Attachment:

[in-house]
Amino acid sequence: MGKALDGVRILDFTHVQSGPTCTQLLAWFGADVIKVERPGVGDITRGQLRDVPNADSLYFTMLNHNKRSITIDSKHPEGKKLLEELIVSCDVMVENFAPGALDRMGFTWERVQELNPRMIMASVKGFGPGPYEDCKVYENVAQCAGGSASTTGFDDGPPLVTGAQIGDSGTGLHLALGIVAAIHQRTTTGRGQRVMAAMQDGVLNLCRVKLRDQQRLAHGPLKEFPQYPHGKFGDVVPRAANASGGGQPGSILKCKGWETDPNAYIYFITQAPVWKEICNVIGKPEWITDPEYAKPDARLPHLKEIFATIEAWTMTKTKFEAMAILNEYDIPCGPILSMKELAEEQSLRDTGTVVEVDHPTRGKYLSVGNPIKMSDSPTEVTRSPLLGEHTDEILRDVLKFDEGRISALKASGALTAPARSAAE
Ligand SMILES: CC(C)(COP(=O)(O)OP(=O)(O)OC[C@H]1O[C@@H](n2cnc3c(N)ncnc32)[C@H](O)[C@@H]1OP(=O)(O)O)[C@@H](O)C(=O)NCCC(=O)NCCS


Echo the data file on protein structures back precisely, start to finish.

[in-house]
Amino acid sequence: MGKALDGVRILDFTHVQSGPTCTQLLAWFGADVIKVERPGVGDITRGQLRDVPNADSLYFTMLNHNKRSITIDSKHPEGKKLLEELIVSCDVMVENFAPGALDRMGFTWERVQELNPRMIMASVKGFGPGPYEDCKVYENVAQCAGGSASTTGFDDGPPLVTGAQIGDSGTGLHLALGIVAAIHQRTTTGRGQRVMAAMQDGVLNLCRVKLRDQQRLAHGPLKEFPQYPHGKFGDVVPRAANASGGGQPGSILKCKGWETDPNAYIYFITQAPVWKEICNVIGKPEWITDPEYAKPDARLPHLKEIFATIEAWTMTKTKFEAMAILNEYDIPCGPILSMKELAEEQSLRDTGTVVEVDHPTRGKYLSVGNPIKMSDSPTEVTRSPLLGEHTDEILRDVLKFDEGRISALKASGALTAPARSAAE
Ligand SMILES: CC(C)(COP(=O)(O)OP(=O)(O)OC[C@H]1O[C@@H](n2cnc3c(N)ncnc32)[C@H](O)[C@@H]1OP(=O)(O)O)[C@@H](O)C(=O)NCCC(=O)NCCS